That, though, is about where the list ends. Some players are close, having average in one category, and above-average in another. Guys like #4 prospect Jose Garcia, Andy Sugilio, Jonathan Willems, Fidel Castro, TJ Hopkins, and Michael Beltre fall into this category. For some of those guys the in-game power is a lot more playable than some of the others – but the raw power is there. Sugilio is probably the fastest player in the organization, and you can see where there could be some future power, but he has struggled to tap into it in his career.

Looking at the 10 players that were listed above, you’ve got three guys ranked in the Top 25 Reds prospects, and two inside of the Top 10. Four of the players have not yet reached full-season baseball, and another one only saw about six weeks in full-season ball in 2019.

You don’t need to have power and speed to be a quality big leaguer. While you have guys like Mike Trout, Christian Yelich, and Mookie Betts at the top of the game – the game is getting further away from stolen bases. Trout only stole 11 bases in 2019. Betts only had 16 steals. Of course, speed is useful for more than just steals. Being able to go first to third, or first to home when others may get the stop sign can make a difference. Having that extra step in the field on defense can make a difference. Those things are a little bit harder to measure.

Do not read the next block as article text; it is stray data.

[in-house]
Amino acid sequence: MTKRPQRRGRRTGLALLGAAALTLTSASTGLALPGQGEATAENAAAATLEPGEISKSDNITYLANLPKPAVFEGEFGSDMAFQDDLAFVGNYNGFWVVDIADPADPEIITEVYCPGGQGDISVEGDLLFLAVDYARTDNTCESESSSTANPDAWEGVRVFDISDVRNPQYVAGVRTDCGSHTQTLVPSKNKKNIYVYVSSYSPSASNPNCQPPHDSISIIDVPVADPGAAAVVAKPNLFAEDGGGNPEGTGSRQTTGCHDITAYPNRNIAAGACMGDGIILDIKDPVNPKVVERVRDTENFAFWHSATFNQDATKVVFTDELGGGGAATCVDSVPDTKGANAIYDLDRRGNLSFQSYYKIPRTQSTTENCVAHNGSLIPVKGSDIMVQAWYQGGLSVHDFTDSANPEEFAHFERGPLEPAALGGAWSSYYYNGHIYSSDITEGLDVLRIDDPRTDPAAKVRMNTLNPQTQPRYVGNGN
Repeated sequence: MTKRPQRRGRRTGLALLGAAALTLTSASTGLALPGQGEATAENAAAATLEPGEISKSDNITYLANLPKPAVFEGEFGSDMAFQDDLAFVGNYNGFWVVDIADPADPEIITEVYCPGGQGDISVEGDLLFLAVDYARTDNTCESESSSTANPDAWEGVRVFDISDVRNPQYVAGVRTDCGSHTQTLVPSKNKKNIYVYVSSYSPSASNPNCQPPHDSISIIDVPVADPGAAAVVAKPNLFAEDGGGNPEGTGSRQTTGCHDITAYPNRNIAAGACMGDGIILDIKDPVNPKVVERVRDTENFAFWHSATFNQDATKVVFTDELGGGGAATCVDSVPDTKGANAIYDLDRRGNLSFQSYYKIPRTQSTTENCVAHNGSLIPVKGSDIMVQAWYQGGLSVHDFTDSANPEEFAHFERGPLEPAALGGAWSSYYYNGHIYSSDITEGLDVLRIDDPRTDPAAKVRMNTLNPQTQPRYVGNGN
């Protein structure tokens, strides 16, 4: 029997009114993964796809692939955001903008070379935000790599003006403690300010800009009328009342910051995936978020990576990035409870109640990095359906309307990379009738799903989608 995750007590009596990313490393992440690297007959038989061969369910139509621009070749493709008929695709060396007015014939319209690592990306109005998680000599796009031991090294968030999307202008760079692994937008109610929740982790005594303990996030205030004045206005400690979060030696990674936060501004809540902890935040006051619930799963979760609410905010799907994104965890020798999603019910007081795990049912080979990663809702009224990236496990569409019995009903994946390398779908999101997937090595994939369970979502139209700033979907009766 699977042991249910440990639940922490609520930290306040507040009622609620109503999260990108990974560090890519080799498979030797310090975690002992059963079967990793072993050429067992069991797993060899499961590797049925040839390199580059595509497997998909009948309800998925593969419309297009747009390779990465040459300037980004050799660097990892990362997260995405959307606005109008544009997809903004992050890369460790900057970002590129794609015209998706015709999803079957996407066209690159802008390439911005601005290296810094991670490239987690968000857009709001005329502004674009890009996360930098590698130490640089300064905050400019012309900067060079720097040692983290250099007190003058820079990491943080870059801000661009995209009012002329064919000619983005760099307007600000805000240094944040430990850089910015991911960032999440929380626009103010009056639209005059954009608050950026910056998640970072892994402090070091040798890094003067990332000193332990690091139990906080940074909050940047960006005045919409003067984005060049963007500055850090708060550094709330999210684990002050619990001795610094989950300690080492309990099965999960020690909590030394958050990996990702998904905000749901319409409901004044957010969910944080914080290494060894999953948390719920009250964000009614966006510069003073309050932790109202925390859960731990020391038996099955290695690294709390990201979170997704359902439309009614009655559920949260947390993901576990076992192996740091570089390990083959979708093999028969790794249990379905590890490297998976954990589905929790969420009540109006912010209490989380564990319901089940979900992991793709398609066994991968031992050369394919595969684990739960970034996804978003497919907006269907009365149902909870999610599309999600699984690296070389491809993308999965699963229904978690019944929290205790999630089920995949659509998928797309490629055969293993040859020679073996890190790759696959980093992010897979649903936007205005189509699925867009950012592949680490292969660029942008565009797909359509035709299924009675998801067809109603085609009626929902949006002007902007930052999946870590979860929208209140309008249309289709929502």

Power and speed certainly help make a player more well rounded. But last I checked Anthony Rendon just signed a contract worth $245,000,000 with his slightly below-average speed. Guys with five average or better tools are actually quite rare. Even rarer are the guys with five average or better skills on the baseball field.

20 Responses

  1. gregteb

    No Isabel? Do you consider him a non prospect or do they have to have both speed and Power to make it? Rendon does not have speed.

    • Doug Gray

      Have to have both, which was the point I was making about Rendon – he doesn’t have speed but you don’t need to have both to be an outstanding baseball player.